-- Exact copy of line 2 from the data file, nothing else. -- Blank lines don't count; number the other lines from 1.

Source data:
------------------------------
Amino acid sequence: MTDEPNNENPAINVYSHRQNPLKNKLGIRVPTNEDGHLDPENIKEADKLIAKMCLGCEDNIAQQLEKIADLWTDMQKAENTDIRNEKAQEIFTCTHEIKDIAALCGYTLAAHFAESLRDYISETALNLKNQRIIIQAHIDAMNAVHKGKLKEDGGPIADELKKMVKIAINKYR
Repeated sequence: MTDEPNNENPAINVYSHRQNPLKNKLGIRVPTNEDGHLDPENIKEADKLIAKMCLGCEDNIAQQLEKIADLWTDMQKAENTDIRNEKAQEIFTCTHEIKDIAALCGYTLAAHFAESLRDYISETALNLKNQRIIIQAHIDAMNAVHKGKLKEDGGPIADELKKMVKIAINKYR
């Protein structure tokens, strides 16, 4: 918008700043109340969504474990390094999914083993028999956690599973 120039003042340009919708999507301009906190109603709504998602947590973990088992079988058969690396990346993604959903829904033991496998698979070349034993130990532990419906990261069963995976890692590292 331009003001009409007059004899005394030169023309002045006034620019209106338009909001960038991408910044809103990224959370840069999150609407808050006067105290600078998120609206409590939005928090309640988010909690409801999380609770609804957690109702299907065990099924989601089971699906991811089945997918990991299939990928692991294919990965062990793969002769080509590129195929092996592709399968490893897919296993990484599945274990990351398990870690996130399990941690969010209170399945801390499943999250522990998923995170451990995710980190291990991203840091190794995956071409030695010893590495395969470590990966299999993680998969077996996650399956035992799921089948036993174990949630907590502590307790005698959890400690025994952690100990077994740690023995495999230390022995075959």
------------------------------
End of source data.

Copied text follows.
Repeated sequence: MTDEPNNENPAINVYSHRQNPLKNKLGIRVPTNEDGHLDPENIKEADKLIAKMCLGCEDNIAQQLEKIADLWTDMQKAENTDIRNEKAQEIFTCTHEIKDIAALCGYTLAAHFAESLRDYISETALNLKNQRIIIQAHIDAMNAVHKGKLKEDGGPIADELKKMVKIAINKYR